Cherry Lou Sy, a native of the Philippines who is half Chinese, also tells of escaping to New York for the chance to attend college. As soon as she arrives she realizes she is resisting blacks and Latinos because of the influence of American television. Chinese New Yorkers tell her she is not really Chinese, just as Philippinos told her she was not really Philippine. Displacement produces not only homesickness but also soul-sickness, as the old hatreds are still around, just in different packaging.
Ugandan Patrick Ssenjovu, who left a television career in Africa because he recognized its limitations, wants to be an actor in a bigger forum. In New York he takes a day job in a shoe store only to be told by an African American that he is taking one of “their” jobs.
The six testimonials include confessions of stereotyped ideas about each other. Each performer asks the group what they think of when they hear the name of the speaker’s native country. For the group, Japan is samurai, temples, cameras and watches. For Hiromi Sakamoto it’s mosquitoes, consideration for others, and eight dollar cups of coffee. Inevitably it is the smells, foods, family members, gestures, weather, and daily routine that the speakers miss -- things that are often invisible or irrelevant to outsiders.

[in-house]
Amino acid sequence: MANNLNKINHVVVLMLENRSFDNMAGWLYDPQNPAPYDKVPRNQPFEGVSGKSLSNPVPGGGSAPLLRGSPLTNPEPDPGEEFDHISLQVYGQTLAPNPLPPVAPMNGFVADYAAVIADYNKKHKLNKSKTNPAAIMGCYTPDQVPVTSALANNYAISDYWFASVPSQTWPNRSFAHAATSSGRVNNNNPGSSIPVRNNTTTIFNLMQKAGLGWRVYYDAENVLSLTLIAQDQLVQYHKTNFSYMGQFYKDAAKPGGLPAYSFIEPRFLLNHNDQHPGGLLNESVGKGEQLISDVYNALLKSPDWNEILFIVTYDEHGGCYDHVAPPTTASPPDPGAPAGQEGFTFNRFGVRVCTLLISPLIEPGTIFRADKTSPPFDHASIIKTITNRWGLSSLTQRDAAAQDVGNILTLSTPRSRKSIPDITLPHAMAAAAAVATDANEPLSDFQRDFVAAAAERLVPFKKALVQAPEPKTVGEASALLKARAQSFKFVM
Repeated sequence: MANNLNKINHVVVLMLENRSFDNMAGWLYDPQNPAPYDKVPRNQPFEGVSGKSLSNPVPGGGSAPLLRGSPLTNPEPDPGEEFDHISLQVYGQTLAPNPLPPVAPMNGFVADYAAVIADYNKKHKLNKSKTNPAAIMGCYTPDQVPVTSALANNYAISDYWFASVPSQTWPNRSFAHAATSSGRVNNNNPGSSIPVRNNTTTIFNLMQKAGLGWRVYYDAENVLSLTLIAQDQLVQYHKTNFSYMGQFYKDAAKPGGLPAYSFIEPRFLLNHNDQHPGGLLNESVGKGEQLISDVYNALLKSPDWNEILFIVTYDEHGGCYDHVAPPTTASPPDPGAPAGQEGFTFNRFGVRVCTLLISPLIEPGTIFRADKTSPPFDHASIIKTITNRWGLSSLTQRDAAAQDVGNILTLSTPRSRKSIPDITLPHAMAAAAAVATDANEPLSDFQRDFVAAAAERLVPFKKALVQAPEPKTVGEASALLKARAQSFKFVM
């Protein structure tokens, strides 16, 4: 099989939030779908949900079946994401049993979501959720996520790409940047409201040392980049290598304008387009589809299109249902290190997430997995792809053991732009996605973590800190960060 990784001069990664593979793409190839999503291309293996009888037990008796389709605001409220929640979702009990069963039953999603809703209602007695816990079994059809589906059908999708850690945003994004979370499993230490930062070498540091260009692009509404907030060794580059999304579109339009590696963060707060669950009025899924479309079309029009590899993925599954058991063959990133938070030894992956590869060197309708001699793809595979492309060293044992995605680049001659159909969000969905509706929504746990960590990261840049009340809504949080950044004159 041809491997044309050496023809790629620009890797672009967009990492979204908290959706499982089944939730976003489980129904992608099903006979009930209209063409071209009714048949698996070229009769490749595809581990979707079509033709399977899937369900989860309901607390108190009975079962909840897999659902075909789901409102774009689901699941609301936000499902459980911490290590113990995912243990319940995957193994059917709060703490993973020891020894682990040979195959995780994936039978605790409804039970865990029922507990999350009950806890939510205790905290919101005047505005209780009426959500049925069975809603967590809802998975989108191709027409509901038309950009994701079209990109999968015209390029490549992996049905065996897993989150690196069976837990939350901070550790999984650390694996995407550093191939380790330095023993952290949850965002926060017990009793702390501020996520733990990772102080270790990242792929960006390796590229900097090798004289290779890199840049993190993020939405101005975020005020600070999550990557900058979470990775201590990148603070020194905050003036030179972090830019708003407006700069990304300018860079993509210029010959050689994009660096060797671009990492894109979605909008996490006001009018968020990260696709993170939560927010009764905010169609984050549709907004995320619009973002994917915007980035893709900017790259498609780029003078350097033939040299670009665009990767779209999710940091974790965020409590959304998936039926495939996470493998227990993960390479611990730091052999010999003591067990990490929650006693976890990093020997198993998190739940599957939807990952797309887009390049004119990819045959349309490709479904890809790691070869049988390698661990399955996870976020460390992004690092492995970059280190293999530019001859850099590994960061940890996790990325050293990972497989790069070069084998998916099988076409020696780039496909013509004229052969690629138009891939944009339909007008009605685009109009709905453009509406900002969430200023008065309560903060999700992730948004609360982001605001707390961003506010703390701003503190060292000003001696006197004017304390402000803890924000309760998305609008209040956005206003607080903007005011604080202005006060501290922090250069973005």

The text doesn’t escape platitudes. A grandmother admonishes, “you can choose anything in the world, but you can’t choose your heritage.” A teenager wonders whether stereotyping creates a self-fulfilling prophecy. Ok, and obviously. White Americans in this piece are the monolithic strawman who can’t seem to get too much right. White ethnicity is either unrecognized or unimportant to these speakers; African Americans, for once, are mostly just like other Americans except poorer. Class is mostly a non-issue, although several of the speakers reveal privileged backgrounds in their native countries.
The staging and design (lights by Darren McCroom and sets by Wtoku Ueno) are simple but almost unnecessary. The speakers sit in a semi-circle, periodically getting up, walking in a circle, and reseating themselves in different chairs. The upstage wall features projections of a globe, with different continents and countries highlighted at different times. The floor of the semi-circle is covered with white flakes that look like artificial snow. These are pretty but not germane to the impact of the storytelling or to the effectiveness of interweaving the voices. The performers are clad in black except for Tania Salmen, who inexplicably appears in a Middle Eastern outfit suitable for the ethnic dance she performs at one point.
“Secret History” will be available for video purchase in 2001; it can also be booked for touring. (Call 212-529-1557). Actress Trinket Monsod, one of two professional performers in the cast and an educator, will create a Secret History Youth Project in the New York City Schools. Indeed, the best thing about this piece is its value as an eye-opener and educational model. Kids can and probably should try this at home. So should adults. The cover of Time Magazine may or may turn out to be an accurate prediction; the variety of backgrounds that make up everyday American life is here right now and not going away. To see or not to see... [Chansky]